From Publishers Weekly
Organized in an order that follows its own meandering logic (in much the same way one would restore an old house), Rizzoli's tale is full of insights and quiet humor. Along the way she finds time to talk recipes, local resources, habitats, wildlife, small town life, learning a new business, family, friends, and of course, her guests. "A bed-and-breakfast done right is an idealized kind of home, more homey somehow than a real one." As she and her husband learn the ropes of running a cozy B&B, the author finds herself collating wedding programs for a complete stranger, searching for local produce, and learning "safe" and "unsafe" topics of conversation in her new home town. Rizzoli frankly examines her life and her new role in the service industry, questioning how she'll be able to care for her guests when her own life is falling apart. As with any major project (construction or otherwise) things fall apart; after two years and plenty of experience under her belt, they're hit with hurricane, reminding author and reader alike of the unpredictable mysteries to be found in the pursuit of dreams.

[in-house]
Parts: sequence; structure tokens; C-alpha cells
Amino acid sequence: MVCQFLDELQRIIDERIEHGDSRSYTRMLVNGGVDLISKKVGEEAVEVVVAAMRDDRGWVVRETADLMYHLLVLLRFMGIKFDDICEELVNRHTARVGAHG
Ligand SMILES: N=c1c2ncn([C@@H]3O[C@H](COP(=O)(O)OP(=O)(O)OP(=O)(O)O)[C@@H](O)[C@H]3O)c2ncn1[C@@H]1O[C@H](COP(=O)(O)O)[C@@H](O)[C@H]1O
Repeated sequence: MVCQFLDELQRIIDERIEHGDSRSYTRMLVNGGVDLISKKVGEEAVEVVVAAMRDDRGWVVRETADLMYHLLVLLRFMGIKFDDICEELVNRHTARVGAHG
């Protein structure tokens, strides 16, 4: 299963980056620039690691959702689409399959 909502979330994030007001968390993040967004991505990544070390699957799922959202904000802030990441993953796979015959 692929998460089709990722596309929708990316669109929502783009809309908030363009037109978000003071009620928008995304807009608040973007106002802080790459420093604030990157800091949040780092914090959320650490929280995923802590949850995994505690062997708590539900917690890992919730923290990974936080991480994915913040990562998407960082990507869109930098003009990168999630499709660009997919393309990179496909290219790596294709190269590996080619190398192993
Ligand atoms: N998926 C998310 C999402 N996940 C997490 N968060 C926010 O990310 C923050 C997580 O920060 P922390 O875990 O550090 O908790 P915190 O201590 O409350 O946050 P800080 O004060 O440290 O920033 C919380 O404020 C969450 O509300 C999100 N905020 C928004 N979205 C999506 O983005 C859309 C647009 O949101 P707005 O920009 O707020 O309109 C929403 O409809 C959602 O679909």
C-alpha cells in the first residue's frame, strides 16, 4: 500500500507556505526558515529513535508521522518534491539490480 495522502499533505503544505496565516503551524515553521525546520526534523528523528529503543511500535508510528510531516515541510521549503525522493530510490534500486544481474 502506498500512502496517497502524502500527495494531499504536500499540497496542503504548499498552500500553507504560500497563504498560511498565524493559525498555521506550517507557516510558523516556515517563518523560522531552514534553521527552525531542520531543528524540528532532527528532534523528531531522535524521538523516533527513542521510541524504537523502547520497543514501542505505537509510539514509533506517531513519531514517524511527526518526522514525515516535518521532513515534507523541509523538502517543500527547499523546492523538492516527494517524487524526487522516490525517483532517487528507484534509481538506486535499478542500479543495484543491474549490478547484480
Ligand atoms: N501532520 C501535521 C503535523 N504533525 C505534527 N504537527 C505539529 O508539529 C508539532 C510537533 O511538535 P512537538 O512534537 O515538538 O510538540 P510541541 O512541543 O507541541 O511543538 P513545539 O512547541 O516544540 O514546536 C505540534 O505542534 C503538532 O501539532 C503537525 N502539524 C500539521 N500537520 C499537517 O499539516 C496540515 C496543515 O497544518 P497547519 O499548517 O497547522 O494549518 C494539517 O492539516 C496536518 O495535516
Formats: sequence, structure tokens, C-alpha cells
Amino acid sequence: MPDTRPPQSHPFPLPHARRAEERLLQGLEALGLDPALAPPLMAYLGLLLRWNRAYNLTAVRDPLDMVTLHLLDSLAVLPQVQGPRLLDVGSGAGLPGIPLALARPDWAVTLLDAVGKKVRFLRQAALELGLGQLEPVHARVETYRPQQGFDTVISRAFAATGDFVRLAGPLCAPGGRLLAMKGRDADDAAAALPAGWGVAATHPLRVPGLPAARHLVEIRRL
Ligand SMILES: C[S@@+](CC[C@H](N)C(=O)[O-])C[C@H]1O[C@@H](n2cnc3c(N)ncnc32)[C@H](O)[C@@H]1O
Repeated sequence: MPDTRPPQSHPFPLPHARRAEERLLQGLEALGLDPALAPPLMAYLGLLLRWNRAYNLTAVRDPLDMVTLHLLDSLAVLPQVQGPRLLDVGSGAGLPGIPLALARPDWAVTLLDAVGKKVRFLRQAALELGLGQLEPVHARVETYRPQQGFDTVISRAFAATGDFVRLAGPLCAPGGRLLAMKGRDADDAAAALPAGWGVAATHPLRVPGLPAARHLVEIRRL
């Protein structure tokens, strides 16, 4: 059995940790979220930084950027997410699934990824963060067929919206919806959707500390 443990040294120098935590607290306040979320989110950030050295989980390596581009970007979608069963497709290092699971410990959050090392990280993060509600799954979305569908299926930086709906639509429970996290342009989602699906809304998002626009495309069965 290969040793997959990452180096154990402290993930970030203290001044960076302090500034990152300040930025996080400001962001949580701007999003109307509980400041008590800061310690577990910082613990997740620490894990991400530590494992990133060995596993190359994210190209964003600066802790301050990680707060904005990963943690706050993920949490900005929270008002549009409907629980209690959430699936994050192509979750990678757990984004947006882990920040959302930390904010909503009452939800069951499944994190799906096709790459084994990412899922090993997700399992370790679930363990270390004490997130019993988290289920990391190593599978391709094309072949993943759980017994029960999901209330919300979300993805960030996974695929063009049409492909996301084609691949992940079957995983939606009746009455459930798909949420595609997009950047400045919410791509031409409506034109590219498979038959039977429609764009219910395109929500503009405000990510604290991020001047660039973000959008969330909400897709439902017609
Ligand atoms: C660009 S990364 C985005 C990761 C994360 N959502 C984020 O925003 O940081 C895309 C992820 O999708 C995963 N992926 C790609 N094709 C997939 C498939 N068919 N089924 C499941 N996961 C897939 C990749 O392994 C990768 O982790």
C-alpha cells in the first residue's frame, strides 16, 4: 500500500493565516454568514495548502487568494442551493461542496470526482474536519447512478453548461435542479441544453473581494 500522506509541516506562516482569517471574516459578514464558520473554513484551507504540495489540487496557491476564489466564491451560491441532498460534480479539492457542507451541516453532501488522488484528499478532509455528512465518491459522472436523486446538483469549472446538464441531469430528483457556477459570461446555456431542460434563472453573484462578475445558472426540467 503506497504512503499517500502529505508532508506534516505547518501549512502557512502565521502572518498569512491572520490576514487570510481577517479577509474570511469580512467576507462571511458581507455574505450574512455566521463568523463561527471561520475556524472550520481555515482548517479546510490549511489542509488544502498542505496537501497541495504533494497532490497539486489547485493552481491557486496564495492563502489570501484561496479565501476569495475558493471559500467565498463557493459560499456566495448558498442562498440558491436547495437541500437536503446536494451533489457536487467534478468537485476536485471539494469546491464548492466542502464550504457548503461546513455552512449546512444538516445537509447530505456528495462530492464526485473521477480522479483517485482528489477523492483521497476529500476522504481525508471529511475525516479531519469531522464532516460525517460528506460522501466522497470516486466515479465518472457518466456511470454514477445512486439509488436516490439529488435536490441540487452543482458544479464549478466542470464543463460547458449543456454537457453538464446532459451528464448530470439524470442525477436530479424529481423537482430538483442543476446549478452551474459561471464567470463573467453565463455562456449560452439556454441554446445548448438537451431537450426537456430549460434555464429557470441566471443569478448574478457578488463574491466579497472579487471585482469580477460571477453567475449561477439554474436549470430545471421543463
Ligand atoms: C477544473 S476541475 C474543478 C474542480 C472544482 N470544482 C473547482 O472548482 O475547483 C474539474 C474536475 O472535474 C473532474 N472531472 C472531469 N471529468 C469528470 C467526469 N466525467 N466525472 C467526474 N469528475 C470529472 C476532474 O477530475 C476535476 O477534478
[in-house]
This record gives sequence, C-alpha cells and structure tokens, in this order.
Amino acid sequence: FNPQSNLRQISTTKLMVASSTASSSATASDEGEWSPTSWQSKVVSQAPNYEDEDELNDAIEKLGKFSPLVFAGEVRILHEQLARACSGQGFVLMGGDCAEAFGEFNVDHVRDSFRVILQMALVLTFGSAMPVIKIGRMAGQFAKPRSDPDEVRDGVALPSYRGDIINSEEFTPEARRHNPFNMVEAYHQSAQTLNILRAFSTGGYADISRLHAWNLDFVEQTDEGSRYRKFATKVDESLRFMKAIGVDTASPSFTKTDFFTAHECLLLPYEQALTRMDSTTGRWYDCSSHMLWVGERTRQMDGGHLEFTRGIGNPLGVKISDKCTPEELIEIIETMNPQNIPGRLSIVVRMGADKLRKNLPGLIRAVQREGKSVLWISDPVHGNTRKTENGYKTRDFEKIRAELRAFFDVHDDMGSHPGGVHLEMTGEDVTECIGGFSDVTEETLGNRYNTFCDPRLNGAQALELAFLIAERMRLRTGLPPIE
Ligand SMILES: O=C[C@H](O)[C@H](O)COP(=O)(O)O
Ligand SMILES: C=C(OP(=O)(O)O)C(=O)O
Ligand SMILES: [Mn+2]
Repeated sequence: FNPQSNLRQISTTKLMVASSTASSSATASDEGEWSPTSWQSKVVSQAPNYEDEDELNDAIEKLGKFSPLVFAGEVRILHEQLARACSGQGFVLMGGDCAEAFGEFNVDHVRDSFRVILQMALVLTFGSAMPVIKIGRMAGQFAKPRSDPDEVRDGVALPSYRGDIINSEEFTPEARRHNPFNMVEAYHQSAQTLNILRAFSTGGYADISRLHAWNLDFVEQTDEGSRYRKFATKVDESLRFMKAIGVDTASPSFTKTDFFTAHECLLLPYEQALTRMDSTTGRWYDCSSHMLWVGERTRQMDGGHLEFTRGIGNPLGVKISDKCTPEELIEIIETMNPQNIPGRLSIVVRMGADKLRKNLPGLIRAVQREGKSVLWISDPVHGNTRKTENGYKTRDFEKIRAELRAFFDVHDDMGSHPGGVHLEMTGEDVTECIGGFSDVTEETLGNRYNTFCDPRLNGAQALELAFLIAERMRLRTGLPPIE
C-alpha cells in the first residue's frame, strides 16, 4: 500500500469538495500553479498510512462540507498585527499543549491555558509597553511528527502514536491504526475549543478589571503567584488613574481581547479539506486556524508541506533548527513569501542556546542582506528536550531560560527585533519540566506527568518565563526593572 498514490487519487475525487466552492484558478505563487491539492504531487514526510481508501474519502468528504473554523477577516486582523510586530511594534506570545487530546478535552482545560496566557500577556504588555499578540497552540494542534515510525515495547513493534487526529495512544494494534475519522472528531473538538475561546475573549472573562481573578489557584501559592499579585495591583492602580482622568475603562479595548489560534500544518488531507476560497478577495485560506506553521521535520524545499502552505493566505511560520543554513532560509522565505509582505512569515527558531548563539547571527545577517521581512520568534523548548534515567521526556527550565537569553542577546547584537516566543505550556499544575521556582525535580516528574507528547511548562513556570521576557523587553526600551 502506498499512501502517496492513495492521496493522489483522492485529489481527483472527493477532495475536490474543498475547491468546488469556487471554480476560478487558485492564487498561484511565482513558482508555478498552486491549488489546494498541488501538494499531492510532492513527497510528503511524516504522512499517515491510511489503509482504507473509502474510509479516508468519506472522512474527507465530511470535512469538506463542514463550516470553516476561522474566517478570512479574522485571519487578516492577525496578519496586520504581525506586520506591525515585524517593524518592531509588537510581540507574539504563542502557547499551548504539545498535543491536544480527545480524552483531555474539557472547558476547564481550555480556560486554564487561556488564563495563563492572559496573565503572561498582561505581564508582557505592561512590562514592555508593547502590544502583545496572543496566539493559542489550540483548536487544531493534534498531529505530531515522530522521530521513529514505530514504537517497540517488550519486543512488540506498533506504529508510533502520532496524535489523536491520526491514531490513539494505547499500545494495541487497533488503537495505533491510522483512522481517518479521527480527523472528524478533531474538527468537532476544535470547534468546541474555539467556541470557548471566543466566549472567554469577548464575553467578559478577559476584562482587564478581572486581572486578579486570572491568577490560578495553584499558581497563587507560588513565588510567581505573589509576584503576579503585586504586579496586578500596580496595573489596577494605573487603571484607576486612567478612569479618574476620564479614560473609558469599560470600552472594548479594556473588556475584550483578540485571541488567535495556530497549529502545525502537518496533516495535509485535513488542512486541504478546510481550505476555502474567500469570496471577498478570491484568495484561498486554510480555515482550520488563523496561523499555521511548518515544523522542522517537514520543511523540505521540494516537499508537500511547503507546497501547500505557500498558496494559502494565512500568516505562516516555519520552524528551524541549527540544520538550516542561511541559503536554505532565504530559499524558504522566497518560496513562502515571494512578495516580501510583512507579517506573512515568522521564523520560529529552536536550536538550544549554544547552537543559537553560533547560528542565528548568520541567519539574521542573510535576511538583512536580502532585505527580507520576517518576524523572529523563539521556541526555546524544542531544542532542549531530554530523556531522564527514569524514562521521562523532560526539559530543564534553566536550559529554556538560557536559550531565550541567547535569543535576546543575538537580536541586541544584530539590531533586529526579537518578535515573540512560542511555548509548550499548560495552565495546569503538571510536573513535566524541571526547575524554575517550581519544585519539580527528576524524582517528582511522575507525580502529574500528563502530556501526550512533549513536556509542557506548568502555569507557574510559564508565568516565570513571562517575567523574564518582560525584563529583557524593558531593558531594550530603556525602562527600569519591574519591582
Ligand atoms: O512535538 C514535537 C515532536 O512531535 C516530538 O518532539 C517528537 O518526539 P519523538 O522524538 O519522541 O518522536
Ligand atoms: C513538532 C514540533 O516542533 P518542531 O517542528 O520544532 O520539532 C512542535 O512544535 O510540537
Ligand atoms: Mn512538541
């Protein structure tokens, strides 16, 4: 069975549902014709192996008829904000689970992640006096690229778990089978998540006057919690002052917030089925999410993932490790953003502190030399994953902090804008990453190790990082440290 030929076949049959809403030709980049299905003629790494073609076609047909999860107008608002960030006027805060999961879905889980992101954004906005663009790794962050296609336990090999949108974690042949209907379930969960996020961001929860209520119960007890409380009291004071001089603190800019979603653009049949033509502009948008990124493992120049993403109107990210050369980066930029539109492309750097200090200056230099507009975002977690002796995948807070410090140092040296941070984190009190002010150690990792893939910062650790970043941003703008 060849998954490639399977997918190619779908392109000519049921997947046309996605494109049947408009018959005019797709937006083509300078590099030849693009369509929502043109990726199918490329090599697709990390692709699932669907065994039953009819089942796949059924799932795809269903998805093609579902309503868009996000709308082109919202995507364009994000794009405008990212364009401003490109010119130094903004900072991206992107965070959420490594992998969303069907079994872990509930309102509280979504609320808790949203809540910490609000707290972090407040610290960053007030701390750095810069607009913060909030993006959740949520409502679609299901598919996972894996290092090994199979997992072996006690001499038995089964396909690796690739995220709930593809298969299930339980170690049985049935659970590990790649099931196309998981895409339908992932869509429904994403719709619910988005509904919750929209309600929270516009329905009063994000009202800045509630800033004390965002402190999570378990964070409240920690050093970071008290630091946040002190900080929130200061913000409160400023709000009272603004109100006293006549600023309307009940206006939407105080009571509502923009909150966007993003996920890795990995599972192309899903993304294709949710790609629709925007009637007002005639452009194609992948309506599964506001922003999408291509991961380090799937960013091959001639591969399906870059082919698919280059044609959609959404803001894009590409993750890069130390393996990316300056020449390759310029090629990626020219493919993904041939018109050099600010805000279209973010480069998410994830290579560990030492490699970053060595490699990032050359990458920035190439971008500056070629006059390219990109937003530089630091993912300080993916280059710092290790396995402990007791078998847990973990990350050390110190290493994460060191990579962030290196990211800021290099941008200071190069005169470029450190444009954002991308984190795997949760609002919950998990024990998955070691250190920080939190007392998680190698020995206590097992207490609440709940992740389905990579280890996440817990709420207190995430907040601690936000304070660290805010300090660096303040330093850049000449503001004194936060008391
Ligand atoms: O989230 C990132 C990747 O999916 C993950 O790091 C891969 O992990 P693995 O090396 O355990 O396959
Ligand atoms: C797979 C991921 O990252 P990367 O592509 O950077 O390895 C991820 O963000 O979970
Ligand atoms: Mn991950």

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"You may think you've read this story before...but you haven't...This lovely, intelligent memoir is told with clarity and deliberation." -- Minneapolis Star-Tribune
This is the kind of domestic travelogue that demonstrates the wisdom of (lines) from Emily Dickinson..." -- New York Times Book Review
"Written with poignant honesty, The House at Royal Oak
tells (an) endearing story of starting over." -- ChesapeakeHome